In October of 2013, I had my first grand mal seizure. The day leading up to the traumatic night was completely normal; I went to school, attended volleyball practice, and then went to the high school soccer game that night. I was a freshman in high school at the time, so any sporting event was a big social gathering. It was just a boring school night so I went to bed and that was that. Little did I know that October 9, 2013 would be the day my life changed forever.
I was awakened about 10 o’clock that same night to my parents shaking me. I was so out of it and had no clue what was going on. My mother wasn’t quite sure either; all she knew was it wasn’t good. So I was rushed to the ER and treated immediately. Doctors and nurses swarmed around me like little bumble bees busy at work. An x-ray and CT scan later, I was back in my room with my parents and a doctor. After a few seconds of silence, the ice was broken with the word seizure. I thought I was ok at the time, but obviously, the doctor didn’t. He insisted I be taken to a larger children’s hospital in the area for further testing. All I remember from the trip up to the new hospital was the paramedic asking my mom for directions. (He’s the paramedic, you would think he would know where to go!) After spending two days hospitalized, and an EEG and 2 MRI’s later, my team of doctors were able to create a diagnosis. I have a cyst on the right frontal lobe of my brain that interferes with brain activity. Its 4-5 cm in diameter and not growing, so it’s not too concerning. I was completely recovered from the episode, so they discharged me.
Fast forward to January of 2015.
I was a little over one-year seizure free when my biggest fear (having a seizure at school) occurred. The last thing I wanted was for all of my friends, peers, and teachers to witness my convulsions and spasms. On January 27, I had my second grand mal seizure. I made it through my whole day until 8th period, when I seized. One minute, I was taking notes, and next thing I knew I was in the school clinic with my mom and school nurse hovering over me. For a while, I felt as if no words could come out of my mouth but later discovered it was just my body reacting to the trauma I experienced.
There are no words to describe how your body feels after you have a grand mal or tonic-clonic seizure. The throbbing pain left in your head afterwards is indescribable. You refuse to look in the mirror for days because, in my case, I had broken blood vessels all over my face. Not knowing where you are and how you got there is absolutely heartbreaking. Once you put all the pieces of the puzzle together and realize what happened, you are overtaken by thousands of emotions, leaving you speechless. I often found myself randomly in tears because all of the information is just so much to take in.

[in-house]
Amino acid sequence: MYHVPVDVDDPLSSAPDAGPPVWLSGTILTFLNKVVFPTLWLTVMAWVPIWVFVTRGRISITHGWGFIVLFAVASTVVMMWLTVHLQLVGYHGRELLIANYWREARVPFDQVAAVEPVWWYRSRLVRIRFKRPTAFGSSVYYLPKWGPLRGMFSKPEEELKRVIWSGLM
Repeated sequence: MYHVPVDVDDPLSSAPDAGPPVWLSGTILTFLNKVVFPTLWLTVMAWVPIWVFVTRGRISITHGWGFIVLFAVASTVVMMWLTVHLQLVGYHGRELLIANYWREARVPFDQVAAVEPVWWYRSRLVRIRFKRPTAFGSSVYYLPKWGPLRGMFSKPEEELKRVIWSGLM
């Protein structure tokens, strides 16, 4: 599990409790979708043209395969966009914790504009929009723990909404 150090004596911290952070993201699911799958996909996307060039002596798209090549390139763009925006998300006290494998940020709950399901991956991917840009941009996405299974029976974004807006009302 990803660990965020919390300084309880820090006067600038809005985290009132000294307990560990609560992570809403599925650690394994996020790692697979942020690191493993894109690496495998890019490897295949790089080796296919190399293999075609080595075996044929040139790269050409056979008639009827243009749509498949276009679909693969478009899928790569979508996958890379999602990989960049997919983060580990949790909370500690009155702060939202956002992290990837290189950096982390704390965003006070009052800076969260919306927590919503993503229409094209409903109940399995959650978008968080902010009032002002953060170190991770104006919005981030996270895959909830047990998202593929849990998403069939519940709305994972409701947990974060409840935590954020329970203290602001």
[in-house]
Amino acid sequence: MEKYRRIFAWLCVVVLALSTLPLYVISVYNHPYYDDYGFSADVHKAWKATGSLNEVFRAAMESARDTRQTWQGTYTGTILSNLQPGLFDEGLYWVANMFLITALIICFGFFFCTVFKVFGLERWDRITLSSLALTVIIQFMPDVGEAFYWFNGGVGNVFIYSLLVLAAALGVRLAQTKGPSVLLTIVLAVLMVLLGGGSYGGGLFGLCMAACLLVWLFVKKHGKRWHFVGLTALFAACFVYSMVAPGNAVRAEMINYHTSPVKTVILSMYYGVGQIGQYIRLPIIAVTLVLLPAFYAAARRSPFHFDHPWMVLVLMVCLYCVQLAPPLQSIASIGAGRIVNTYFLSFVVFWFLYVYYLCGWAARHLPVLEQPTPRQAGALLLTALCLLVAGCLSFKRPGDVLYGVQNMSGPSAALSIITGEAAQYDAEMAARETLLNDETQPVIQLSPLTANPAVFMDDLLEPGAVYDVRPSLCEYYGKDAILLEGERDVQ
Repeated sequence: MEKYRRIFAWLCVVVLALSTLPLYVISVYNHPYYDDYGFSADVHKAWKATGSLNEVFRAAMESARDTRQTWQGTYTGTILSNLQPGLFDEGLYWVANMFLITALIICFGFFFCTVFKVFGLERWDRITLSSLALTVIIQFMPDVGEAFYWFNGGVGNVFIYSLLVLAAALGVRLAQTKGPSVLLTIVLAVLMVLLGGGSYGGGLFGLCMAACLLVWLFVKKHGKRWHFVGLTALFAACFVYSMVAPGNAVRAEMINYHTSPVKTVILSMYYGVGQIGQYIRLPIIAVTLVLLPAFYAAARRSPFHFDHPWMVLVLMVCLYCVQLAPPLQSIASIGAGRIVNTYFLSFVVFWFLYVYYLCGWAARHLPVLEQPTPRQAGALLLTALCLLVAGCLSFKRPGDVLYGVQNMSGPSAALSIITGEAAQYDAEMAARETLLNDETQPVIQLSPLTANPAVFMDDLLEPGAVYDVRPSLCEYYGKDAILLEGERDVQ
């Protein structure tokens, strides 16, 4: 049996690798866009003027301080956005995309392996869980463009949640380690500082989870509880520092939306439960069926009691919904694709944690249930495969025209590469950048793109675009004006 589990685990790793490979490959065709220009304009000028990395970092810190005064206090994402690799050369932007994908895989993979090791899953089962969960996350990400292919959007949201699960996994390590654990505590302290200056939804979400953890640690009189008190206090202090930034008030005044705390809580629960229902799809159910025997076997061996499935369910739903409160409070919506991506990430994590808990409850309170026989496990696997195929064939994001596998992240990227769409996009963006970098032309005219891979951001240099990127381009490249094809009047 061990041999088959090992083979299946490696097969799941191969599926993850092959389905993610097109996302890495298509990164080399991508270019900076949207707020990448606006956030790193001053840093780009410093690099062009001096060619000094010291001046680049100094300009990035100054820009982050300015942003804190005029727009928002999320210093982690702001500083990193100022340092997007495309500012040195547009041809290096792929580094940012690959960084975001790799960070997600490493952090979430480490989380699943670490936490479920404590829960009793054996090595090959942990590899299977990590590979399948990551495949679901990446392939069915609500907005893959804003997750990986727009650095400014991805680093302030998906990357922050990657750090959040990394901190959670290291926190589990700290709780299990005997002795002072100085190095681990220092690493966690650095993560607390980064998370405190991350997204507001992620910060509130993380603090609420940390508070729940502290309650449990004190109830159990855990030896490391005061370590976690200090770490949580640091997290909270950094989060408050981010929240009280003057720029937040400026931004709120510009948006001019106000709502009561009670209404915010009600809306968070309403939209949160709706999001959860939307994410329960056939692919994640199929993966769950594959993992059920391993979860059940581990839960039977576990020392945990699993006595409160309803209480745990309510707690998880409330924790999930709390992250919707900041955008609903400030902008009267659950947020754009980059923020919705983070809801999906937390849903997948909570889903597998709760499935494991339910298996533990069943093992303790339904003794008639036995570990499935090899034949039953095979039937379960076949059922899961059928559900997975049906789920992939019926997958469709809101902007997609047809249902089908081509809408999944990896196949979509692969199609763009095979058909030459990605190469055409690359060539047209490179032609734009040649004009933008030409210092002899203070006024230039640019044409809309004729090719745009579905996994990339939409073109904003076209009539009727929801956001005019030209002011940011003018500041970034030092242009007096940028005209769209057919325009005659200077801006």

At this time, I was not on seizure medications because I’d only had one epileptic episode. A week later, my neurologist (who is the absolute best!) decided to do a 24-hour EEG with video monitoring. According to the test, I still had tons of epileptic activity. At this time my doctor decided it would be smart to medicate and keep my seizures under control. I now take Levetiracetm (Keppra) twice a day.
Fast forward to 2016.
This year I hit my one-year seizure free milestone and couldn’t be happier. There have definitely been bumps in the road. For example: severe mood swings, dizziness, nausea, and many months of bad migraines. I have had multiple infusions to cure my migraines, and they help for certain amounts of time but just don’t seem to cure it. This Spring in particular, I experienced some strange things. For approximately 2 months my limbs would randomly go numb and get all tingly. After visiting my neurologist yet again, she seems to think I still have epileptic activity occurring. I’ve come to accept that this will be something I will be battling for many more years.
If you’re still reading, thank you for reading my journey and battles. Epilepsy does NOT define you, it is simply a part of who you are as a person. I have my ups and downs, but I come out stronger than ever before. Yes, people look at you differently knowing you don’t fit the status quo, but don’t let it bother you. I believe epilepsy needs a CURE and hope one day there is one. Lastly, I would like to thank my family and all of my friends for standing by me throughout everything; you made every challenge 10 time easier to face.